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News Wrap: Comedian Louis C.K. accused of sexual misconduct by five women

In our news wrap Thursday, five women have accused comedian and TV star Louis C.K. of sexual misconduct. They told The New York Times that he exposed himself and masturbated, in person and over the phone, in the late 1990s and early 2000s. Also, Virginia Rep. Bob Goodlatte, a leading congressional Republican and House Judiciary chairman, announced he would not seek re-election next year.

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  • Judy Woodruff:

    In the day's other news: Five women have now accused the comedian and TV star Louis C.K. of sexual misconduct.

    They told The New York Times — and my apology for using the term here — that he exposed himself and masturbated, in person or over the phone with them, in the late 1990s and early 2000s. Louis C.K. didn't respond to the allegations, but his distribution company canceled the New York City premiere of his latest film.

    Another leading Republican is stepping down. U.S. Representative Bob Goodlatte of Virginia announced today that he will not seek a 14th term. Under congressional rules, he'd have to give up being chairman of the House Judiciary Committee after next year. So far, 16 House and Senate Republicans have said that they are resigning or not running again.

    A neighbor of Senator Rand Paul pleaded not guilty today to assaulting the Kentucky Republican last week. Rene Boucher said little during the brief arraignment in Bowling Green. He could face up to a year in jail if he's convicted. Boucher allegedly tackled Paul while he was mowing his lawn, leaving him with six broken ribs. It's still not clear what triggered the incident.

    In Yemen, warnings today that a naval blockade could cause the world's worst famine in decades. Aid ships are waiting at sea after a Saudi Arabian coalition closed Yemen's ports to stop the flow of arms to Shiite rebels. U.N. officials say that more than seven million Yemenis face starvation.

  • Jens Laerke:

    The situation is catastrophic in Yemen. If the supplies pipeline comes to a halt, food insecurity will deepen and we will be confronted with an even greater humanitarian crisis. Food, fuel and medicine imports must continue to enter the country.

  • Judy Woodruff:

    The U.N.'s World Health Organization says that it's also critical to get medical aid into Yemen to combat a cholera epidemic.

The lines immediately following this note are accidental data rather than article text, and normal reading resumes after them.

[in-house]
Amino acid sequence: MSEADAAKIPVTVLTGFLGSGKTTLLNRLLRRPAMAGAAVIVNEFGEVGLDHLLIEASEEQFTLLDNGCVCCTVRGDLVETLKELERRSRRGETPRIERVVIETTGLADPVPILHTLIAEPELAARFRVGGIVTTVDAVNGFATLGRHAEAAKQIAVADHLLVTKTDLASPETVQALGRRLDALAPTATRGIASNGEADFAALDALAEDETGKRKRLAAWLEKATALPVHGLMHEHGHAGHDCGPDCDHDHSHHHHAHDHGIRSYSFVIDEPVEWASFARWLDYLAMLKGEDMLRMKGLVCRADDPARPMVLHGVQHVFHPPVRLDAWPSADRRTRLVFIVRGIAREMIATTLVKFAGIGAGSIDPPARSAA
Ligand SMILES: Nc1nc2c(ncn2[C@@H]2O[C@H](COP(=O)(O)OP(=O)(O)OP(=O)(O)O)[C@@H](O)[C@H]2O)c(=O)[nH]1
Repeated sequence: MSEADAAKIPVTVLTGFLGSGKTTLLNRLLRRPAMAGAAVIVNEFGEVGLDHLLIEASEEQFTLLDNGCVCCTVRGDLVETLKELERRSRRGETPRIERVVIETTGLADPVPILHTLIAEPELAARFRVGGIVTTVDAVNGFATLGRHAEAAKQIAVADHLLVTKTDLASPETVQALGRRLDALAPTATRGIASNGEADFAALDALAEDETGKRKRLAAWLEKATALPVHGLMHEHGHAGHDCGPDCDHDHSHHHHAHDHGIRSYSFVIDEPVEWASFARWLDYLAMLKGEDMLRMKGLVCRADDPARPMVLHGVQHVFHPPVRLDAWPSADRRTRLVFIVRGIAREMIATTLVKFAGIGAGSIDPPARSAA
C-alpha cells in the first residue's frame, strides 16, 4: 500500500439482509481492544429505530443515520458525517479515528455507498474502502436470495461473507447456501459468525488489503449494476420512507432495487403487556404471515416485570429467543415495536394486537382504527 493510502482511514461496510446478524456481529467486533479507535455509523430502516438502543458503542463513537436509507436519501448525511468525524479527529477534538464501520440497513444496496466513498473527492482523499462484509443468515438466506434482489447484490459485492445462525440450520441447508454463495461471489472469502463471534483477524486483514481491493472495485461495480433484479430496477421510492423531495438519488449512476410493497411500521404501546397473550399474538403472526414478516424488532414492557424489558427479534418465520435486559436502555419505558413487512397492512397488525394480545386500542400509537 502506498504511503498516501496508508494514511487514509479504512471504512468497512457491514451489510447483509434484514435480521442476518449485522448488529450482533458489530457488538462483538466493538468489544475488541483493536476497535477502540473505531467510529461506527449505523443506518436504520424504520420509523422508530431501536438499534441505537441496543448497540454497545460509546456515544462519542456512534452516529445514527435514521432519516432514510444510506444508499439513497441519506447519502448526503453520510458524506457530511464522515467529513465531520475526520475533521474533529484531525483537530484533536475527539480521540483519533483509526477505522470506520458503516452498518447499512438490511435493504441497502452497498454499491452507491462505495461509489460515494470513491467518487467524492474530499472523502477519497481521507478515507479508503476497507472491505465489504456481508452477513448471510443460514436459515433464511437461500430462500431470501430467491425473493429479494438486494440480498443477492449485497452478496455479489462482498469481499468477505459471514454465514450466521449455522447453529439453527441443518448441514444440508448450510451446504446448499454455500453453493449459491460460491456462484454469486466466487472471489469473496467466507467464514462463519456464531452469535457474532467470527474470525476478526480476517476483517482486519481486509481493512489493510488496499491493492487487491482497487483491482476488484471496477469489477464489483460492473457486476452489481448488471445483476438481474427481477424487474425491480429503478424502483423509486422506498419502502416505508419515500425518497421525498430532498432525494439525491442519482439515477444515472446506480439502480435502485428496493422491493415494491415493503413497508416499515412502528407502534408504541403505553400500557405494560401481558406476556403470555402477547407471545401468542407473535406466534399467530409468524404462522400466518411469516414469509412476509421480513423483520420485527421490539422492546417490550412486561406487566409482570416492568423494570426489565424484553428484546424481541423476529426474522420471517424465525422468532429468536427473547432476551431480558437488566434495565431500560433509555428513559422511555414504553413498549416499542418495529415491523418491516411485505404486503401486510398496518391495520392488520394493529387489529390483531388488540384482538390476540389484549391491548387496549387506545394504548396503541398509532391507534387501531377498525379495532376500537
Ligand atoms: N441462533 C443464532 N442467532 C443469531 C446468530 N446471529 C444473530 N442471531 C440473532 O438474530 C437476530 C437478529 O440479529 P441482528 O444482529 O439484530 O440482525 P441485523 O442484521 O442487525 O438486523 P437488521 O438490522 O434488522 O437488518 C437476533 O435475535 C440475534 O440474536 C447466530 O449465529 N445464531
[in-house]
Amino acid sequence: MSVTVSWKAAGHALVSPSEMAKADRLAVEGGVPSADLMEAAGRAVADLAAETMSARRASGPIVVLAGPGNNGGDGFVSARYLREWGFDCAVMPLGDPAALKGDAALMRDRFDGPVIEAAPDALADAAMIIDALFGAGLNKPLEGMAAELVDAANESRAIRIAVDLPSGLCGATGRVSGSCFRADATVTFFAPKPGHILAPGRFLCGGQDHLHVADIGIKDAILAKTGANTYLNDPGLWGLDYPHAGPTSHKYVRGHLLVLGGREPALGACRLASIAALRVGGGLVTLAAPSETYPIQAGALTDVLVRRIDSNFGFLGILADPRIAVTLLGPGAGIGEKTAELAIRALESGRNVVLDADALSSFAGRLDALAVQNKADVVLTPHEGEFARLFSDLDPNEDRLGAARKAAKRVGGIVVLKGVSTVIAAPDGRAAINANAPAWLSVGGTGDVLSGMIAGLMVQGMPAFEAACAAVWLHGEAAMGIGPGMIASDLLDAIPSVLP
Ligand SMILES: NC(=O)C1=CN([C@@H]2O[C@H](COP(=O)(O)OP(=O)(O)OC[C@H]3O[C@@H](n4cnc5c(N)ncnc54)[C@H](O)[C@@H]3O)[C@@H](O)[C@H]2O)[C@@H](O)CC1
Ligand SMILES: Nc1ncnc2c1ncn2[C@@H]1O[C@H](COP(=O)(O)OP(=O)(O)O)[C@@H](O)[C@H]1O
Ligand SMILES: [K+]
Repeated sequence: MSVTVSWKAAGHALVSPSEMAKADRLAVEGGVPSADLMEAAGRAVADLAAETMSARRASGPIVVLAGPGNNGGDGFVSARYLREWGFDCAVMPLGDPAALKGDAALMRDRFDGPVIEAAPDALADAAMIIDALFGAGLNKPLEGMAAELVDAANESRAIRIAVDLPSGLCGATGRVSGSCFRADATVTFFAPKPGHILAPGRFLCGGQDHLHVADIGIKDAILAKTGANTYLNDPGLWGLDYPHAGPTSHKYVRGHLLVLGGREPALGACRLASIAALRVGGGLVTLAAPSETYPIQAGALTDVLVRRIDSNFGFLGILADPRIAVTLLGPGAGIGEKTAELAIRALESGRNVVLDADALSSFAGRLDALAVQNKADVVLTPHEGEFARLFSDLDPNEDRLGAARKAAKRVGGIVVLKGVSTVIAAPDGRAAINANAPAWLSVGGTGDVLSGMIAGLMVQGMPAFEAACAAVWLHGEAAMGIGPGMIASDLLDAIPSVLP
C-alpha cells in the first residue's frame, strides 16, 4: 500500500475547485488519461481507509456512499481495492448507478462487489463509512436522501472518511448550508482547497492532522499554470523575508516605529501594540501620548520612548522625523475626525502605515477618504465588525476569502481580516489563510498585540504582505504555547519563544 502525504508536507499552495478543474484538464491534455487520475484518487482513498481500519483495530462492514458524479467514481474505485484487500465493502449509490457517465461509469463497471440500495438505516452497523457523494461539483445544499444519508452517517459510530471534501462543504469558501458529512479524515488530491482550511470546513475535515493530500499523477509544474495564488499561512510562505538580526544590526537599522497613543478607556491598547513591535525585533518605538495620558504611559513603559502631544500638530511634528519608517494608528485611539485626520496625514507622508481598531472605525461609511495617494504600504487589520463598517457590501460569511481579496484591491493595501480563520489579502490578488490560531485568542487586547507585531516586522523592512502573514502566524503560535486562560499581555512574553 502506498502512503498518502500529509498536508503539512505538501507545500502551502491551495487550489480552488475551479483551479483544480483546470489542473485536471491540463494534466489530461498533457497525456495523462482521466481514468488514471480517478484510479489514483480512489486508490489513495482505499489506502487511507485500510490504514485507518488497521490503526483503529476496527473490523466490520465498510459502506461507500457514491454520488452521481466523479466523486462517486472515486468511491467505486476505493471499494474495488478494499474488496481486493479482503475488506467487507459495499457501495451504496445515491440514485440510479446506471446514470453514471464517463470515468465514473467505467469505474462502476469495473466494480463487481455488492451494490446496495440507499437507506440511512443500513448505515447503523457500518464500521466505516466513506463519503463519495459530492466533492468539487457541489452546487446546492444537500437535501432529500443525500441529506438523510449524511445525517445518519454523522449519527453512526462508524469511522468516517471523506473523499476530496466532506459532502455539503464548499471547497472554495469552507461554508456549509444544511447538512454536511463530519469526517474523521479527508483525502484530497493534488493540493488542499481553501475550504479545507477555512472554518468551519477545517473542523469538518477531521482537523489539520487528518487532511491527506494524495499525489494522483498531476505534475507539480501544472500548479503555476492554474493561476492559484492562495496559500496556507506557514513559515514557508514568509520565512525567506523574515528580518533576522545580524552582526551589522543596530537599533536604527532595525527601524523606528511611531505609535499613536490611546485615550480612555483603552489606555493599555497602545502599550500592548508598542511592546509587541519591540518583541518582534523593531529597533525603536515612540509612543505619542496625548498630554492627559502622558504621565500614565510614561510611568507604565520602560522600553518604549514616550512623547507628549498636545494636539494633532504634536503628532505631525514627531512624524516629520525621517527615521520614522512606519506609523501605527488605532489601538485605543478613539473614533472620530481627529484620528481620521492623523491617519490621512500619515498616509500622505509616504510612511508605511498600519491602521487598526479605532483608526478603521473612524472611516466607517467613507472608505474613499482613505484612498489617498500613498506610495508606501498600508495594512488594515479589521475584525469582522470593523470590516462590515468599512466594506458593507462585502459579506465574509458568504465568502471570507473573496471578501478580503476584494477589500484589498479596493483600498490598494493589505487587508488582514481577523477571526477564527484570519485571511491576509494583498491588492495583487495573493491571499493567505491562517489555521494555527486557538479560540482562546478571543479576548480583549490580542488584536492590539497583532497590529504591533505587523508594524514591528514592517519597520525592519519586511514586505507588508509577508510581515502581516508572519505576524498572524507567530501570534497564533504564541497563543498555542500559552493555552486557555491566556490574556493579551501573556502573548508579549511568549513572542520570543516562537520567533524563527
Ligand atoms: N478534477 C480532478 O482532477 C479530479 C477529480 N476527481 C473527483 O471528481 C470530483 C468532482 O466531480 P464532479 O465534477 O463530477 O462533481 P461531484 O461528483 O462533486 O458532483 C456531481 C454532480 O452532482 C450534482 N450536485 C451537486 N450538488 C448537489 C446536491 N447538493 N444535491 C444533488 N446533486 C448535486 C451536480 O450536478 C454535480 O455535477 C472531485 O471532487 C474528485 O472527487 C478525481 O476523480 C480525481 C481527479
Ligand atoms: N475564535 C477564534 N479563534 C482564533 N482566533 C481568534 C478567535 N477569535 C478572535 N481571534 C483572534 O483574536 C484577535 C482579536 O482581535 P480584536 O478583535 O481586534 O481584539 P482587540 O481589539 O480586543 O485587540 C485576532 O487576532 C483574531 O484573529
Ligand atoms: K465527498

Officials in Saudi Arabia announced today that more than 200 people are now detained in a crackdown on alleged corruption. That's far higher than earlier figures in the roundup that began Saturday night. Eleven Saudi princes are among those being held.

    Meanwhile, the Saudi government has ordered its citizens in Lebanon to leave the country, in the face of rising tensions. Lebanon's prime minister, Saad Hariri, resigned this week in a televised address from Saudi Arabia. Today, his political party called for his return to Lebanon, amid speculation that he's being held against his will.

  • Fouad Siniora:

    (Though interpreter) The return of the prime minister is necessary to recover respect for Lebanon's internal and external balance. It is necessary to restore full respect for Lebanese legitimacy and constitution. The party stands by him under any circumstance.

  • Judy Woodruff:

    In his resignation message, Hariri said Lebanon is being held hostage by Hezbollah. The Shiite militia is closely allied with Iran, the Saudis' chief rival.

    In Syria, the army reports that it recaptured the Islamic State group's last stronghold in the country today. Officials say that ISIS fighters abandoned the strategic town near the Iraqi border, after days of fighting. The militants now control only scattered villages and small towns in Syria and Iraq.

    Back in this country, a long-term federal study has found no significant link between cancer and the widely used weed killer glyphosate. It's the prime ingredient in Monsanto herbicide Roundup. "The Journal of the National Cancer Institute" published findings today from the agricultural health study. It tracked tens of thousands of farmers, farmworkers and their families.

    And on Wall Street, stocks tumbled on worries about tech shares and corporate tax cuts. The Dow Jones industrial average lost 101 points to close below 23462. The Nasdaq fell 39, and the S&P 500 slipped nine.

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